The Dassault Mirage F1 is the last plane which was specifically designed for the reconnaissance mission. The aircraft has integrated cameras and sensors. Aircraft such as the Rafale will execute this task with the help of external reconnaissance pods. The Mirage F1 is the last airplane in France which is not fully electronically controlled. The F1 is a multirole aircraft compared with the different versions of the Mirage 2000. Its versatility is incomparable to the Rafale, but the aircraft is capable to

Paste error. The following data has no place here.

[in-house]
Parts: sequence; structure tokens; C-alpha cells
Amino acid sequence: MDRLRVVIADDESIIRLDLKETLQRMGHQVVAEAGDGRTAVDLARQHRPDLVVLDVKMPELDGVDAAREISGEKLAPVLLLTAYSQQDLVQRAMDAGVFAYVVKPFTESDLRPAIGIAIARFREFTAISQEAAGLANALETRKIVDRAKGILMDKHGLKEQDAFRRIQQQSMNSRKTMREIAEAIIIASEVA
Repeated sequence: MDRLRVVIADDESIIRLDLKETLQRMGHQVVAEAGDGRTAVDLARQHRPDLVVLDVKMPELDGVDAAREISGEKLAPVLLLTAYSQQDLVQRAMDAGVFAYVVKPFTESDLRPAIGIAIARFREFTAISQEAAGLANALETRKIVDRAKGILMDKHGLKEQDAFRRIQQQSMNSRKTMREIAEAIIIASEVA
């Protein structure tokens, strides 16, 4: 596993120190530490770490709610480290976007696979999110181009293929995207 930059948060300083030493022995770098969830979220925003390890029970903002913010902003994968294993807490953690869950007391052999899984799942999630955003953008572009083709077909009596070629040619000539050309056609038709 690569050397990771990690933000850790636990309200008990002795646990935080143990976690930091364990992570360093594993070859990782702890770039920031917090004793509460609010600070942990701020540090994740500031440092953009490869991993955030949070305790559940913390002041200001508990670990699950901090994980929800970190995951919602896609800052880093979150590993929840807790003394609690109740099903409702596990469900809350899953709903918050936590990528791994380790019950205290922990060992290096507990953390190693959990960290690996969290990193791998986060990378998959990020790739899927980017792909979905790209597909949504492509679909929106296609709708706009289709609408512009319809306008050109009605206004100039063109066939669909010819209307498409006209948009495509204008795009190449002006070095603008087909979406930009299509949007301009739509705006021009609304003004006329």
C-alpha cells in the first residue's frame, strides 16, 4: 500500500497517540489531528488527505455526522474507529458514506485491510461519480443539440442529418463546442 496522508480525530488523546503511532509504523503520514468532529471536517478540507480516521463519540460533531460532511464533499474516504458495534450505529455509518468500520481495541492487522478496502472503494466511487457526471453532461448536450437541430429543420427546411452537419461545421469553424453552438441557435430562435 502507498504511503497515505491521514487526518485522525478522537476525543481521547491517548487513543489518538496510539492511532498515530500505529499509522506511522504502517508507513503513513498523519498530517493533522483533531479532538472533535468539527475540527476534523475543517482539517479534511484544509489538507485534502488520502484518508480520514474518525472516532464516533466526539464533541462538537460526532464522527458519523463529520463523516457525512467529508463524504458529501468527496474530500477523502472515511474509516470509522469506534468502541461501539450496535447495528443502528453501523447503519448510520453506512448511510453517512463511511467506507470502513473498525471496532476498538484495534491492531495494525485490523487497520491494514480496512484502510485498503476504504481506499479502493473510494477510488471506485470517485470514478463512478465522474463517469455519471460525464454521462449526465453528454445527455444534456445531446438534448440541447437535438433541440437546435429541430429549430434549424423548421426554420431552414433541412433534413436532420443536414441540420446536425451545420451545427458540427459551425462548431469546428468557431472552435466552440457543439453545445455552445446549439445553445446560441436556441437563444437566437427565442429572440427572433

perform well during its tasks. The Mirage F1 is able to perform multiple tasks, such as; reconnaissance, ground attack and air defense. The aircraft is a very robust airframe which is resistant to the harsh conditions in countries in for example Africa. The Mirage F1 is particularly an aircraft which is enjoyable to fly for its pilots. Many French pilots prefer to choose other types of fighters as their favorite when they start their career at the French Air Force. According to Souberbielle, it is because these planes also have their good qualities which make pilots happy and proud when they are assigned to this type. The limited capabilities of the Mirage F1 are known, but this is not a barrier for pilots who need to learn to appreciate their assigned aircraft type. The flight performance of the F1 is less compared with modern aircraft. For example, the Rafale has more thrust and more capacity to carry many weapons; the aircraft is also more maneuverable. The pilots of the Mirage F1 adjust their flights and use another tactic which has been adapted to the performance of the aircraft. This is an interesting challenge during the work of the pilots according to Souberbielle.